One of the most celebrated battles of World War II took place in Corregidor Island more than 66 years ago.
It was April 12, 1942, three days after the Fall of Bataan, when the Japanese enemy concentrated all their long-range guns on Corregidor. From their occupied positions in Bataan and from Cavite, supplemented by air raids, the Japanese unleashed a merciless barrage against the fortress-island in the Manila Bay.
Seeking shelter in the fishbone-shaped system of bombproof tunnels from the shells that fell like rain were President Manuel L. Quezon, Vice-President Sergio Osmena and Chief Justice Jose Abad Santos joined American General Jonathan Wainwright and the 14,000 Filipinos-American soldiers and civilians.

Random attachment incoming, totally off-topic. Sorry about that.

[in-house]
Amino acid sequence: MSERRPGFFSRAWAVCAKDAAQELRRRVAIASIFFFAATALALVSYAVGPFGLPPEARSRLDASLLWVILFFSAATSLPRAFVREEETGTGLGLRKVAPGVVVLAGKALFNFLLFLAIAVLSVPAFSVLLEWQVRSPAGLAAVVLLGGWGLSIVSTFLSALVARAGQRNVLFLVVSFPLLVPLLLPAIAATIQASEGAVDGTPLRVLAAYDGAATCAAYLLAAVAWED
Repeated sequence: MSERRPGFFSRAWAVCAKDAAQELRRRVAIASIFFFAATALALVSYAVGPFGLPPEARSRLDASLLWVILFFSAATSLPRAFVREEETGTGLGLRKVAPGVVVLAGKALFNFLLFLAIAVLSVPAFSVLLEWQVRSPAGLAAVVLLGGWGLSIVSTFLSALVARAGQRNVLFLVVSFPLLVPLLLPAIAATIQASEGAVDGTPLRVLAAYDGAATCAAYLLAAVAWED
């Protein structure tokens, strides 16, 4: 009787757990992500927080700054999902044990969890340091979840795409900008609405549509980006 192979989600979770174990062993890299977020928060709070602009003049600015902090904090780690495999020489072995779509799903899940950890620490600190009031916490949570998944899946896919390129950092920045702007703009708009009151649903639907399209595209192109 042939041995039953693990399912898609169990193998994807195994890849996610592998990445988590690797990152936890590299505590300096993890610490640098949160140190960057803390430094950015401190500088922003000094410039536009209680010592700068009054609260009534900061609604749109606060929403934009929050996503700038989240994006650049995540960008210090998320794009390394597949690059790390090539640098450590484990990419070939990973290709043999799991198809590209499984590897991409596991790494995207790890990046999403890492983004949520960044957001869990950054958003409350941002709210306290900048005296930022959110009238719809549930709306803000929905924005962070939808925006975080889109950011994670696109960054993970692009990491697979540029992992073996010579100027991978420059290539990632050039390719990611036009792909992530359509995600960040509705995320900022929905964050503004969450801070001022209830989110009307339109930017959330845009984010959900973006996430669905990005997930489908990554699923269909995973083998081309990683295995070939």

On May 5th, the Japanese launched a two-battalion invasion on the beach of Corregidor. Two-thirds were crushed by the gallant defenders from the island but the enemy, still massive in number made a successful advance to the beach.
At 10:00 a.m., on May 6th, the front line was less than 180 meters away from the Malinta Tunnel. Lookouts reported the Japanese had already landed tanks on the island. Lacking guns to stop the tanks and aware of the damage those tanks could do inside the tunnels, General Wainwright said, “The end must surely come tonight, it is better for it to happen in the daylight.”
Exactly at noon, a white flag was hoisted at Topside as Wainwright left the Malinta Bunker for Denver Hill to meet with General Masaharu Homma of the Japanese Imperial Army.
This fateful event marked the Surrender of Corregidor.
Information source: Anita Feleo, Two for the Road